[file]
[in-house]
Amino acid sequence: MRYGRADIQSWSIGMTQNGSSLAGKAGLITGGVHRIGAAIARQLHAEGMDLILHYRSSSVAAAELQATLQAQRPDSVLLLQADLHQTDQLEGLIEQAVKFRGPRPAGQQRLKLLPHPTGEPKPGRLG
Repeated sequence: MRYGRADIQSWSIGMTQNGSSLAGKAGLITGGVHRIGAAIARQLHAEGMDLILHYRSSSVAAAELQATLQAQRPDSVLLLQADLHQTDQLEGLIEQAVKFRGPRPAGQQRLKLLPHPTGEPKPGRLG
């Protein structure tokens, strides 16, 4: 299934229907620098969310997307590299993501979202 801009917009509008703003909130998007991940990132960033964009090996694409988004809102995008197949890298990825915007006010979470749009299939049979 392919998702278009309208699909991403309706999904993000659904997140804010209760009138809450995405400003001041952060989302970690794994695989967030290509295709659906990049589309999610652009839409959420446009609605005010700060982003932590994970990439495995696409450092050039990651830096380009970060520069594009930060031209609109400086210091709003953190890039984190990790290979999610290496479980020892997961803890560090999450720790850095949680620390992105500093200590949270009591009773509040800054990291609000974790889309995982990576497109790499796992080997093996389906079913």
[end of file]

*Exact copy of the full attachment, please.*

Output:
[in-house]
Amino acid sequence: MRYGRADIQSWSIGMTQNGSSLAGKAGLITGGVHRIGAAIARQLHAEGMDLILHYRSSSVAAAELQATLQAQRPDSVLLLQADLHQTDQLEGLIEQAVKFRGPRPAGQQRLKLLPHPTGEPKPGRLG
Repeated sequence: MRYGRADIQSWSIGMTQNGSSLAGKAGLITGGVHRIGAAIARQLHAEGMDLILHYRSSSVAAAELQATLQAQRPDSVLLLQADLHQTDQLEGLIEQAVKFRGPRPAGQQRLKLLPHPTGEPKPGRLG
């Protein structure tokens, strides 16, 4: 299934229907620098969310997307590299993501979202 801009917009509008703003909130998007991940990132960033964009090996694409988004809102995008197949890298990825915007006010979470749009299939049979 392919998702278009309208699909991403309706999904993000659904997140804010209760009138809450995405400003001041952060989302970690794994695989967030290509295709659906990049589309999610652009839409959420446009609605005010700060982003932590994970990439495995696409450092050039990651830096380009970060520069594009930060031209609109400086210091709003953190890039984190990790290979999610290496479980020892997961803890560090999450720790850095949680620390992105500093200590949270009591009773509040800054990291609000974790889309995982990576497109790499796992080997093996389906079913």